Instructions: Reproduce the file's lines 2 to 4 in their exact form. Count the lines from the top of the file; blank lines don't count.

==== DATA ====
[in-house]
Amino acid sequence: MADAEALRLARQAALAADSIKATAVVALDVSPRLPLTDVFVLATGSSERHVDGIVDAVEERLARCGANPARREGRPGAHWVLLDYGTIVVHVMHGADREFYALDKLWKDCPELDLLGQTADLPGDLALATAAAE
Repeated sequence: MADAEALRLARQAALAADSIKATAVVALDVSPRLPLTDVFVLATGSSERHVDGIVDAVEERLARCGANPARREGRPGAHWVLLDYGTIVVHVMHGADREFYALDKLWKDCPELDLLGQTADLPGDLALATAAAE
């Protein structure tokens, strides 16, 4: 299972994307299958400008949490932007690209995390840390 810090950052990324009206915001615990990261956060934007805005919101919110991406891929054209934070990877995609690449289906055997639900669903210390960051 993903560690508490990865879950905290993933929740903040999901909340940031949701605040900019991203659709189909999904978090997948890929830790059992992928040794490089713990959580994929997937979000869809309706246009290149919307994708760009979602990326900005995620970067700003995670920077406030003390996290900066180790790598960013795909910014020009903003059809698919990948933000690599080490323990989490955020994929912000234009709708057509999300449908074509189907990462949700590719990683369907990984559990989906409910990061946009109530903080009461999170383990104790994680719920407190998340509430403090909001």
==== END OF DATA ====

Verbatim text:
Amino acid sequence: MADAEALRLARQAALAADSIKATAVVALDVSPRLPLTDVFVLATGSSERHVDGIVDAVEERLARCGANPARREGRPGAHWVLLDYGTIVVHVMHGADREFYALDKLWKDCPELDLLGQTADLPGDLALATAAAE
Repeated sequence: MADAEALRLARQAALAADSIKATAVVALDVSPRLPLTDVFVLATGSSERHVDGIVDAVEERLARCGANPARREGRPGAHWVLLDYGTIVVHVMHGADREFYALDKLWKDCPELDLLGQTADLPGDLALATAAAE
């Protein structure tokens, strides 16, 4: 299972994307299958400008949490932007690209995390840390 810090950052990324009206915001615990990261956060934007805005919101919110991406891929054209934070990877995609690449289906055997639900669903210390960051 993903560690508490990865879950905290993933929740903040999901909340940031949701605040900019991203659709189909999904978090997948890929830790059992992928040794490089713990959580994929997937979000869809309706246009290149919307994708760009979602990326900005995620970067700003995670920077406030003390996290900066180790790598960013795909910014020009903003059809698919990948933000690599080490323990989490955020994929912000234009709708057509999300449908074509189907990462949700590719990683369907990984559990989906409910990061946009109530903080009461999170383990104790994680719920407190998340509430403090909001």